Synchronous Bilateral Testicular Germ Cell Tumour: Case Report and Review of the Literature

Authors: B. Detti 1;  S. Scoccianti 1;  S. Cassani 1;  C. Franzese 1;  V. Di Cataldo 1;  D. Villari 2;  T. Cai 3;  I. Desideri 1;  L. Livi 1;  A. Lapini 4;  G. Nicita 2;  M. Carini 4;  G. Biti 1
Authors‘ workplace: Radioterapia, Azienda Ospedaliero‑Universitaria Careggi, Florence, Italy 1;  Clinica Urologica II, University of Florence, Florence, Italy 2;  Department of Urology, Santa Chiara Hospital, Trento, Italy 3;  Clinica Urologica I, University of Florence, Florence, Italy 4
Published in: Klin Onkol 2013; 26(4): 281-285
Category: Case Report

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Obdrženo: 8. 1. 2013
Přijato: 3. 3. 2013


We report a case of a 30 years old male affected by synchronous bilateral germ cell tumor with a history of unilateral cryptorchidism; the patient underwent surgical treatment followed by adjuvant radiotherapy on para‑aortic and iliac lymphnodes. Patients with synchronous tumors usually present with a higher stage disease in contrast to those with unilateral testicular carcinoma, yet the prognosis remains equally favorable.

Key words:
bilateral seminoma –  cryptorchidism –  radiotherapy – testicular cancer – germ cell tumor


Testicular cancer is the most common solid malignancy in men between the ages of 15 to 35 years and the incidence has increased significantly over the last two decades [1]. Patients with testicular carcinoma in one testis are 500– 1,000 times more likely to develop testicular carcinoma in the contralateral testis. The incidence of bilateral germ cell tumors (BGCT) varies between 0.5 and  7%, they occur metachronously in 80– 85% of cases and synchronously in 15– 20% of cases [2,3]. Cryptorchidism, atrophy, trauma and hormonal or genetic factors are known risk factors for the development of a testicular germ cell tumor [4]. We report a case of a young man affected by synchronous bilateral germ cell tumors (SBGCT) with a history of unilateral cryptorchidism; the patient underwent surgical treatment followed by adjuvant radiotherapy on para‑aortic and iliac lymph‑ nodes, since he suffered a stage II seminoma. Patients with synchronous tumors usually present at a higher stage disease, compared with those with unilateral testicular carcinoma; however the outcome remains excellent.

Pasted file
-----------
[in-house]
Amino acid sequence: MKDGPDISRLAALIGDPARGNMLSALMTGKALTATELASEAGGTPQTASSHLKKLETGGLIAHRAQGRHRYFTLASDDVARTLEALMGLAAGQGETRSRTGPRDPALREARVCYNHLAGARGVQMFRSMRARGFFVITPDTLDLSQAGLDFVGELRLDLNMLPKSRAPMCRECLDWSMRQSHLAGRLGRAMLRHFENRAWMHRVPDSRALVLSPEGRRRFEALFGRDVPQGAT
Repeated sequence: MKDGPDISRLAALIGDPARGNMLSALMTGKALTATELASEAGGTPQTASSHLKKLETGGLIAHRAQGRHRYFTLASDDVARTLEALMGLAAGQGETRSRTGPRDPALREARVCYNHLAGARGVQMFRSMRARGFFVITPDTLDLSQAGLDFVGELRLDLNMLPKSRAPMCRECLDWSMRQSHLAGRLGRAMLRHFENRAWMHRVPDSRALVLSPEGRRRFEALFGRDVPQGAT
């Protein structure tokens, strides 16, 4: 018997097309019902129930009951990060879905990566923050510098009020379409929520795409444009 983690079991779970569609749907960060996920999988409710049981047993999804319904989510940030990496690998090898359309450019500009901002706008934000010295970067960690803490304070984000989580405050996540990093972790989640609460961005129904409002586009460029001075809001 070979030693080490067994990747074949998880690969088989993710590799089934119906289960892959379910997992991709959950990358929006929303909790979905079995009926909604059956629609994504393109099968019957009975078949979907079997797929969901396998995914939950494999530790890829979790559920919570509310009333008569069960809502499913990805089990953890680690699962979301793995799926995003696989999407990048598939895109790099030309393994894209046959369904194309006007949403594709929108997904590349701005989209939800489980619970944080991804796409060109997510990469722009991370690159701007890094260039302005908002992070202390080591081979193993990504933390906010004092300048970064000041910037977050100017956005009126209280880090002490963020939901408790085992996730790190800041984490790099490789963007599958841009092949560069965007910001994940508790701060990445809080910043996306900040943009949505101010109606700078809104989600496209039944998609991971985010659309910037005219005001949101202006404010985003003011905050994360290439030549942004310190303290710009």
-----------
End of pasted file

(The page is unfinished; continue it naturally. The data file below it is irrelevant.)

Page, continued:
The treatment of patients with bila­teral germ cell tumors is based on the pathology and clinical stage and should not be different from the standard management of unilateral testicular carcinoma.

Case Report

A 30‑year old male firstly presented with fertility disorder in January 2011. Scrotal color Doppler sonography revealedan inhomogeneous nodule with micro­calcifications in the superior pole of the right testis and another small nodule in the superior pole of the left testis.

Past medical history is noteworthy for right criptorchiectomy in two years of age. The patient underwent right orchifunilectomy with a placement of a testicular prosthesis and exstirpation of the left testis nodule. The histo‑ pathological exa-mination revealed bilateral seminoma; the right tumor mass measuring 2.5 cm in diameter, with peritumoral vascular and lymphatic vessel invasion. The left nodule was 0.3 cm in diameter. The staging CT scan showed lympha­denopathy within the para‑aortic and the right common iliac nodal chains, with the largest node up to 34 mm (Fig. 1– 3). Tumor markers (α‑ fetoprotein, β‑ human chorionic gonadotropin and LDH) drawn in preoperative and in postoperative phases both resulted negative.

Fig. 1. Axial CT of pathologic para-aortic lymph nodes.
Fig. 1. Axial CT of pathologic para-aortic lymph nodes.

Fig. 2. Sagittal CT of pathologic para-aortic lymph nodes.
Fig. 2. Sagittal CT of pathologic para-aortic lymph nodes.

Fig. 3. Coronal CT of pathologic para-aortic lymph nodes.
Fig. 3. Coronal CT of pathologic para-aortic lymph nodes.

The case was discussed at the MDT meeting and it was proposed to perform radiotherapy on paraortic and ipsilateral iliac lymph nodes –  the so called dog‑ leg field.

For further management of the left testis after the sparing surgery there where two therapeutic options discussed with the patient: low dose radiotherapy to the remaining testicle or carefull surveillance with regular scrotal sonography. The patient preferred the close follow‑up to testicular irradiation.

Hence radiation therapy on dog‑ leg vo­lume was performed in March 2011 with a total dose of 36 Gy in 18 fractions deli­vered from two opposite fields. The treatment was well tolerated, with only grade one nausea during the first days of therapy.

Two months following the radiothe­rapy a new CT showed complete remission of the metastatic lymphadeno­pathy. At the last follow‑up, 24 months after the initial dia­gnosis, there was no evidence of relapse.


Cryptorchidism is a known risk factor for the development of a testicular germ cell tumor. Maldescent testis is thought to be associated with a 2– 4 fold increased risk of testicular cancer, although some studies have even reported a 5– 10 fold increased relative risk [5]. In another study a history of cryptorchidism was recorded in 9– 10% of patients with bilateral germ cell tumors in contrast to only 2% incidence in a group of patients with unilateral germ cell tumors. This work refers a patient with a history of unilateral cryptorchidism. No­t­­­able is also a recent work of García et al presenting a patient affected by Down syndrome with a history of bilateral untreated cryptorchidism, reffered for bilateral orchidectomy [6].